The Imperial Presidency is a term that we hear a lot about on the airwaves and in newspapers and magazines, however what does this phrase really mean? What are the flaws of the Imperial Presidency, and is it wise to give so much power to a single executive? We will seek to address the former in this article.
The Imperial Presidency is a term used by historian Arthur Schlesinger Jr. in his book of the same title. It refers to the vast amounts of power that the office of President of the United States has collected over the centuries that it has existed, particularly referring to how the President has become the center of government power, as well as how the chief executive has become the primary source of authority and the primary spokesperson for the US Government.
As the authority granted to the President of the US expands, so does the potential for abuse of power. One example of this is how the US President now has the power to send troops to foreign countries without an explicit declaration of war. This has been done numerous times in the 20th century, for example, in the Korean and Vietnamese wars.
Another example is the increased frequency of executive orders given by the President of the United States. George Washington, the first president, only issued 8, President Franklin Roosevelt 3,728 and President Trump 36 (as of now).
Indisputably the authority of the President has been expanded, and abuses of power have become more frequent. John Adams, the second President, signed the Alien and Sedition Act which barred criticism of the government on pain of imprisonment or fines, made it more challenging for recent immigrants to vote and allowed the government to deport foreigners.
Using the Alien and Sedition act, John Adams stifled criticism of the government directly in contradiction to the First Amendment’s guarantee of freedom of speech.
The Presidency in the eyes of Americans has also become the primary symbol of the Federal Government. Not only is he the chief executive, but also the spokesperson of the government, being the primary center of attention of news coverage and public critique.
When one thinks of the US government, one thinks of the President. He is the face of the government as well as its chief executive, being responsible for the actions of the federal government both in foreign and domestic affairs. This has lead to unrealistic expectations of the President’s powers practice it is completely impossible and can cause a downward spiral for which can be dangerous. We have seen it very recently in the 2016 Presidential elections, that supporters of the then candidate Donald Trump believed that the President can, for example, deport millions of undocumented immigrants from the US. We also saw this phenomenon with Trump’s promise to shut down immigration of Muslims into the US, which is not only unrealistic, but also illegal.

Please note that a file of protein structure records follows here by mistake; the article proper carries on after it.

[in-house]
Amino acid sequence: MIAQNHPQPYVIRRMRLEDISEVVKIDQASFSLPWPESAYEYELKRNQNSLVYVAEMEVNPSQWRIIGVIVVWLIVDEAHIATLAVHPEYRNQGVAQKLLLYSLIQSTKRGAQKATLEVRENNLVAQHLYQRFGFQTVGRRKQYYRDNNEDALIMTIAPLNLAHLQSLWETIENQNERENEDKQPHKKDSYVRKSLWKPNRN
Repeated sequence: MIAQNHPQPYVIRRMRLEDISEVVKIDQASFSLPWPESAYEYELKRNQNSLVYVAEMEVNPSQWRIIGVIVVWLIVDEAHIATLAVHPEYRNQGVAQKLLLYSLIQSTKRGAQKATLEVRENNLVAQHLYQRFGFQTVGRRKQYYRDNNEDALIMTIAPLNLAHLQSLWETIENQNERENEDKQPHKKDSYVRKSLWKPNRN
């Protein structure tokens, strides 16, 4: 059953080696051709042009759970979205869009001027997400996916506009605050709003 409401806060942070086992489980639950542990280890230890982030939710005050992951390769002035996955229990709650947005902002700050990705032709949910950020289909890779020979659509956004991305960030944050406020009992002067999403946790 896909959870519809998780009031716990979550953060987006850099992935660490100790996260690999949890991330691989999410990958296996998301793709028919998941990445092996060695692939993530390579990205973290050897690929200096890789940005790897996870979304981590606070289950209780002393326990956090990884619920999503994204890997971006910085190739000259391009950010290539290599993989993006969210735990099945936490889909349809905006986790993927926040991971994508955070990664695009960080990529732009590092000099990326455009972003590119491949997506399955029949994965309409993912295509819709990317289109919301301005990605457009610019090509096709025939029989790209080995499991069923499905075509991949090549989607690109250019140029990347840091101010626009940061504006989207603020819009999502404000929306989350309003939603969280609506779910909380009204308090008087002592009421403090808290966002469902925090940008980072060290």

Why is this dangerous you may ask? The answer is a simple one. If a large enough portion of the US electorate believes that what the president is doing is in the national interest of the US, despite the dubious legality of his actions, then he will maintain popular support.
Which brings us to another point, checks and balances. The framers of the constitution envisioned a system of government whereby all branches of the government maintains a check on the others’ powers, maintaining a fair equilibrium in the interest of maintaining the civil liberties of US Citizens. However checks and balances can fail.
In a possibly apocryphal story, Benjamin Franklin was once asked by a woman whether or not the US was going to become a Democracy or a Monarchy. To answer this he said, “A democracy, if we can keep it”.
This is a sentiment that we have lost.
The potential for a systematic failure of the US political system is there and in recent months the public has become more and more aware of this potential. Checks and Balances only work if the people making up the branches of the government, in particular the legislature and the judiciary, are wiling to maintain it. While the courts have maintained their constitutional duty, Congress has shirked it. In its short lifespan, the Trump Administration has shown its lack of respect for ethics and precedents set by previous administrations, once again demonstrating the potential for executive abuse of authority and the need for the other branches, congress especially, to keep it in check.
If Congress keeps functioning this way, then the blame will surely fall on its members, when the failure of the American Democracy is mentioned in history books centuries later.
To close, what the Imperial Presidency really means for American Democracy can be explained by a relatively simple analogy.
Imagine a gun pointed at you, you being the American people. The gunman says that you should trust him, that he is not going to pull the trigger. Once every few years the gunman is replaced by another one and each time the qualities of the gunman’s character changes. Will you be willing to trust him?
Right now we are gambling the future of American democracy on the good character and moral standing of the chief executive and this is not a gamble we should risk. The Presidency wields huge power that should not be invested in one person.
If abused, it can lead to America’s moniker of Land of the Free, becoming an ironic one.